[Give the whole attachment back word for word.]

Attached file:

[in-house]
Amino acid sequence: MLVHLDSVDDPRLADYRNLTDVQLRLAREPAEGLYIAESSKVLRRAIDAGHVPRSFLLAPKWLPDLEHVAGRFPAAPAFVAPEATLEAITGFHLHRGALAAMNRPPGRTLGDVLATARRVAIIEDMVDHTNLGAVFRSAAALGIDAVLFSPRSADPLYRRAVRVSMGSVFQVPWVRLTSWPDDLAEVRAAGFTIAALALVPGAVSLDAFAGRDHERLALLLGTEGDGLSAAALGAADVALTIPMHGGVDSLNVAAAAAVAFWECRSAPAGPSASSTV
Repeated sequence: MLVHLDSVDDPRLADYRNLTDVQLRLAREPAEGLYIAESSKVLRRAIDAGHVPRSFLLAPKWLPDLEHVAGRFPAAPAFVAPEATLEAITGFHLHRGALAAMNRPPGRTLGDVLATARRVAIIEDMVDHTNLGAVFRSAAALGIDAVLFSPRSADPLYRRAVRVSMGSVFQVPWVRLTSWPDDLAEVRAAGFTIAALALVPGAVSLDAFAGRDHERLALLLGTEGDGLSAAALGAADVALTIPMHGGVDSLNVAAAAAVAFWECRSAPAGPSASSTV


[in-house]
Amino acid sequence: MLVHLDSVDDPRLADYRNLTDVQLRLAREPAEGLYIAESSKVLRRAIDAGHVPRSFLLAPKWLPDLEHVAGRFPAAPAFVAPEATLEAITGFHLHRGALAAMNRPPGRTLGDVLATARRVAIIEDMVDHTNLGAVFRSAAALGIDAVLFSPRSADPLYRRAVRVSMGSVFQVPWVRLTSWPDDLAEVRAAGFTIAALALVPGAVSLDAFAGRDHERLALLLGTEGDGLSAAALGAADVALTIPMHGGVDSLNVAAAAAVAFWECRSAPAGPSASSTV
Repeated sequence: MLVHLDSVDDPRLADYRNLTDVQLRLAREPAEGLYIAESSKVLRRAIDAGHVPRSFLLAPKWLPDLEHVAGRFPAAPAFVAPEATLEAITGFHLHRGALAAMNRPPGRTLGDVLATARRVAIIEDMVDHTNLGAVFRSAAALGIDAVLFSPRSADPLYRRAVRVSMGSVFQVPWVRLTSWPDDLAEVRAAGFTIAALALVPGAVSLDAFAGRDHERLALLLGTEGDGLSAAALGAADVALTIPMHGGVDSLNVAAAAAVAFWECRSAPAGPSASSTV